Colin Calloway. I came across The American Revolution in Indian Country in the mid-90s and it opened my eyes to a vast world for Revolutionary War study, beyond just the thirteen colonies and British Isles. His approach subsequently inspired me to ensure that the diverse and complex socio-cultural motivations of the conflict’s participants would be an essential part of my own research and writing. In the quarter century since my first encounter with Calloway, he has continued to expand our collective understanding of the colonial-, Revolutionary-, and Early Republic-era Native American world and have reached an ever-expanding audience.
My influencer is Charles Royster (a student of Middlekauff). I read A Revolutionary People at War: The Continental Army and American Character, 1775-1783 relatively early in my study of the period. I had spent most of my effort on who, what, when, and where, but Royster’s writing taught me to look for the “why.” I learned the importance of words and the subtle—and occasional not-so-subtle—differences between period’s and today’s meanings. He altered the way I think about my work and the way I write. Charles Royster suffered a debilitating stroke in 2005. He died in February, 2020.
Raymond Phineas Stearns. winner of a 1966 National Book Award on science in the British colonies, guided me through a graduate project on colonial American newspapers. at the University of Illinois (Urbana). He opened my eyes to a number of other historians, classmates and colleagues of his, like Carl Bridenbaugh, whose work on the small cities on the North American continent was essential to this project. As ironic as it turned out, years after Stearns’ death, my wife and I bought a small farm in rural Gloucester County, Virginia, that once was owned by John Clayton. Clayton, known as the colonial Audubon, was a central figure in Stearns’ book on science. Clayton’s book on botany was featured in the Long Library at Trinity in Dublin as a major work from the North American colonies when I was there decades ago. Thank you, Raymond Stearns!
Jane Hampton Cook
The historian who has had the most influence on me is David McCullough. He spoke at the White House about John Adams the first week of September in 2001. When everything changed days later on 9/11, my existing desire to write about our nation’s history and presidents grew stronger. Admiring McCullough’s literary style, I wrote about John Quincy and Louisa Adams in a book called American Phoenix and about the Madisons in The Burning of the White House, the 9/11 of the War of 1812.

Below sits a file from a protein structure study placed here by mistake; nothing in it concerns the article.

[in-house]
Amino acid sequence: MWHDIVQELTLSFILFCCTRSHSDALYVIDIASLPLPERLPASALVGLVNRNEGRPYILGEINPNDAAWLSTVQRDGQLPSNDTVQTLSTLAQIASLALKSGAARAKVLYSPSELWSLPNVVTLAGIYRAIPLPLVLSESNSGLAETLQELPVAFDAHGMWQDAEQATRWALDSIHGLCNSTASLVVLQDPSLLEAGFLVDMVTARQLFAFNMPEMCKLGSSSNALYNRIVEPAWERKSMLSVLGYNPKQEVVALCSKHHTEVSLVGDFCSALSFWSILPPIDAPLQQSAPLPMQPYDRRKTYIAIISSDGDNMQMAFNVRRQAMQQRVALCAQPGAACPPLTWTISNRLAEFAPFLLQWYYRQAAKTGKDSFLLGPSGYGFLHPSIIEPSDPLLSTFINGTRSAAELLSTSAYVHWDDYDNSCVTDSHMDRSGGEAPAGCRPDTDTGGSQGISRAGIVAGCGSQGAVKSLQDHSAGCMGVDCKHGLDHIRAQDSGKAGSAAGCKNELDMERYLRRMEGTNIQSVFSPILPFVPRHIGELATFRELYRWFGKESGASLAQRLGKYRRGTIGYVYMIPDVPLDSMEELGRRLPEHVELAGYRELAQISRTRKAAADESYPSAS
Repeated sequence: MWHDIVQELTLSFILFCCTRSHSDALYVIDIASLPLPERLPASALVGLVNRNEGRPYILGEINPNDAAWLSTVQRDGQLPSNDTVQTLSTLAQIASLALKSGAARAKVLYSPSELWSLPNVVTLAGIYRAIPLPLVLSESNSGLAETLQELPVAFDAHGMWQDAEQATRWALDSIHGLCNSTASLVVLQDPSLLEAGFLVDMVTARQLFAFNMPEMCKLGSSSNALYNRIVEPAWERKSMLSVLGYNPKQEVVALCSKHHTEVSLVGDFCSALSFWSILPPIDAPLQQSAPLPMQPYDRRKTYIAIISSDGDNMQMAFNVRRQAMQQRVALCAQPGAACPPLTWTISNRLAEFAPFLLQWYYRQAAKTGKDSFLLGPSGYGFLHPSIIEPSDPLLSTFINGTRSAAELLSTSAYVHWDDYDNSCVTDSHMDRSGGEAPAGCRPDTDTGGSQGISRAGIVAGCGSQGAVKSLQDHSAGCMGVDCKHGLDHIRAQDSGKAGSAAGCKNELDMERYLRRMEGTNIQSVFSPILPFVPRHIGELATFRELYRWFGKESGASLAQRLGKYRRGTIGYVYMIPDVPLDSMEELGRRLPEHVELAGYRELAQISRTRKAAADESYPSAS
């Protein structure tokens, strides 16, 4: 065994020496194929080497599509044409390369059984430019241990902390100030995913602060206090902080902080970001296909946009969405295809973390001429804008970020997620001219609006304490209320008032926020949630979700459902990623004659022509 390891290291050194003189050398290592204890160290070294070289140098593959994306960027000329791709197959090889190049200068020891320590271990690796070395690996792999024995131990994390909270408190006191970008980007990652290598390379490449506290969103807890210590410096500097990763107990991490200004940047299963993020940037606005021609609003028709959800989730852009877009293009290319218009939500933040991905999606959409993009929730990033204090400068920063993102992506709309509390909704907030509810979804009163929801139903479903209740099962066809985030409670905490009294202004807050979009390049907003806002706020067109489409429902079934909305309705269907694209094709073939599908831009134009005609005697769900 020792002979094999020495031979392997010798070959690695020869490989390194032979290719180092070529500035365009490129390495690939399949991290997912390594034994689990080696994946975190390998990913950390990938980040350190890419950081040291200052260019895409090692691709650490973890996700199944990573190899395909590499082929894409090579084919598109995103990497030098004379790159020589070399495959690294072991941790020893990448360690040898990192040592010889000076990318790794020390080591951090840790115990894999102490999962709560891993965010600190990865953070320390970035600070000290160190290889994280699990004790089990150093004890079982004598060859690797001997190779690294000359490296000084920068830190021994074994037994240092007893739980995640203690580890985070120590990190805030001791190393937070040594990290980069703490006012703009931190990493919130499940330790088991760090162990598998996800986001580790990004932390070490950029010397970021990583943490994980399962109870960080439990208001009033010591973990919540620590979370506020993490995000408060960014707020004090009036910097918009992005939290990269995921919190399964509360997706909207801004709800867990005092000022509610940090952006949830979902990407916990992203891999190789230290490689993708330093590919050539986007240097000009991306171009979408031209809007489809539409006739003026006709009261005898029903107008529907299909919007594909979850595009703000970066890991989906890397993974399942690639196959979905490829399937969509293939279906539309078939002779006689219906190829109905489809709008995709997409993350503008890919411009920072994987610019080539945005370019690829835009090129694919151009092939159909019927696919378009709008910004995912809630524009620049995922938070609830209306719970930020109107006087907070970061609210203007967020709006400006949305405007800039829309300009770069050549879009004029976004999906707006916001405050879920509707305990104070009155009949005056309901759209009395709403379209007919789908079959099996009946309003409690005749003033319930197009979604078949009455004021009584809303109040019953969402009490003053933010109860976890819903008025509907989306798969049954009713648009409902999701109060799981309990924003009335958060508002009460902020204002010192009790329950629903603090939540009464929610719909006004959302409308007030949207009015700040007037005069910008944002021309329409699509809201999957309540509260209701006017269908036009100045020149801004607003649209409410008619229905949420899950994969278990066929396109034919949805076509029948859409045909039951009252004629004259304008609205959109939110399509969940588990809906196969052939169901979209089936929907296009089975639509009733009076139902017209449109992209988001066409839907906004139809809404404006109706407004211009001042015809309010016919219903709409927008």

Joseph Ellis because of his in-depth knowledge of the early founding of the country and his ability to present material in an interesting and easily readable manner.
Pauline Maier has arguably had the most influence on my work as a historian. When I first started digging into the historiography of the Revolution, Maier’s From Resistance to Revolutionreally stuck with me. The ways in which she utilized ideological and social mechanisms to trace colonists’ progression from resistance to opposition to revolution undoubtedly prompted my tendency to think of the Imperial Crisis in discrete developmental phases. Moreover, I find it truly inspirational that a female historian produced such a seminal work in the early 1970s, and I’m truly grateful that she blazed the trail for future generations of women studying early America.
My mother Kathleen A. White. Though she was not a writer, she did tours for many years at Independence Hall and the Liberty Bell and talked about the Founders and the Revolutionary Era incessantly. She read every book about that era she could get her hands on. She named me after Alexander Hamilton and my brother Phil was named after his son.
Gregory J. W. Urwin
I read Thomas Fleming’s Now We Are Enemies: The Story of Bunker Hill as a freshman in high school, which cemented my lifelong interest in the War of Independence. Fleming’s empathy for the battle’s participants from both sides, along with his fluid prose, made history come to life for me. Since then, many academic historians–Bernard Bailyn, Gordon Wood, John Shy, Ira Gruber, Sylvia Frey, Caroline Cox, Matthew Spring, Larry Babits, Michael McDonnell, Wayne Bodle, James Kirby Martin, Mark Edward Lender, Holly Mayer—have shaped my thinking about the era, but Tom Fleming retains a place in my heart.
My answer would be Frances Manwaring Caulkins. Ms. Caulkins is a standout amongst Connecticut historians who composed authoritative histories of Norwich and New London, Connecticut during the nineteenth century. I routinely come back to study her writings.
John G. McCurdy
The one historian of the Revolutionary Era that I would recognize is John Shy. Shy is emeritus professor of History at the University of Michigan. His book Toward Lexington is beautifully written and it situated the American Revolution in an Atlantic context long before it was fashionable to do so. His subsequent collection of essays (A People Numerous and Armed) was likewise instructive and inspired. He was—and remains—the leading voice of military history in the Revolution. In fact, I just returned from an academic conference on the Revolution (www.amphilsoc.org/meanings-independence) and when we came to the topic of the War for Independence, several speakers noted that Shy’s work is still the touchstone of the field. Finally, I would add that even at an advanced age, John Shy is kind and helpful. When I was writing Quarters, he took me to lunch and offered helpful suggestions.